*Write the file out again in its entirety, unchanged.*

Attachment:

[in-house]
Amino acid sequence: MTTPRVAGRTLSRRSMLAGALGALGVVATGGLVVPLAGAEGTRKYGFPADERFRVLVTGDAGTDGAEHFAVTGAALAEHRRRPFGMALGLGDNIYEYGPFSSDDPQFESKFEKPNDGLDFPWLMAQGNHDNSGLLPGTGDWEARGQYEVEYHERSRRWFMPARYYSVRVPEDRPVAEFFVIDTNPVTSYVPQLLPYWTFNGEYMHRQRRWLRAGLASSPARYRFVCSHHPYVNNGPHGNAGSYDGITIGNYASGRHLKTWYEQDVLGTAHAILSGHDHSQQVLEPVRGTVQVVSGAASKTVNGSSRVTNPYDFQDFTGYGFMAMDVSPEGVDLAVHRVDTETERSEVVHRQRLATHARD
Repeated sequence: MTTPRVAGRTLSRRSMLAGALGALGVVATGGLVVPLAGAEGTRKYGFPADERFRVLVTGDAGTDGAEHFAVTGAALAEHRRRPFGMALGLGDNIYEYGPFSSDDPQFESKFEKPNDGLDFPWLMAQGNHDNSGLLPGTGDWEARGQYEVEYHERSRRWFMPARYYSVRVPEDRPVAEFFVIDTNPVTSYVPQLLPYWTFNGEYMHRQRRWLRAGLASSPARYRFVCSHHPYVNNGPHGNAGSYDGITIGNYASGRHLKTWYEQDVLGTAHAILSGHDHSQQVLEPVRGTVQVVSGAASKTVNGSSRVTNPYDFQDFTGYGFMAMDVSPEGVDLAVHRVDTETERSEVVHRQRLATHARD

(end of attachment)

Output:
[in-house]
Amino acid sequence: MTTPRVAGRTLSRRSMLAGALGALGVVATGGLVVPLAGAEGTRKYGFPADERFRVLVTGDAGTDGAEHFAVTGAALAEHRRRPFGMALGLGDNIYEYGPFSSDDPQFESKFEKPNDGLDFPWLMAQGNHDNSGLLPGTGDWEARGQYEVEYHERSRRWFMPARYYSVRVPEDRPVAEFFVIDTNPVTSYVPQLLPYWTFNGEYMHRQRRWLRAGLASSPARYRFVCSHHPYVNNGPHGNAGSYDGITIGNYASGRHLKTWYEQDVLGTAHAILSGHDHSQQVLEPVRGTVQVVSGAASKTVNGSSRVTNPYDFQDFTGYGFMAMDVSPEGVDLAVHRVDTETERSEVVHRQRLATHARD
Repeated sequence: MTTPRVAGRTLSRRSMLAGALGALGVVATGGLVVPLAGAEGTRKYGFPADERFRVLVTGDAGTDGAEHFAVTGAALAEHRRRPFGMALGLGDNIYEYGPFSSDDPQFESKFEKPNDGLDFPWLMAQGNHDNSGLLPGTGDWEARGQYEVEYHERSRRWFMPARYYSVRVPEDRPVAEFFVIDTNPVTSYVPQLLPYWTFNGEYMHRQRRWLRAGLASSPARYRFVCSHHPYVNNGPHGNAGSYDGITIGNYASGRHLKTWYEQDVLGTAHAILSGHDHSQQVLEPVRGTVQVVSGAASKTVNGSSRVTNPYDFQDFTGYGFMAMDVSPEGVDLAVHRVDTETERSEVVHRQRLATHARD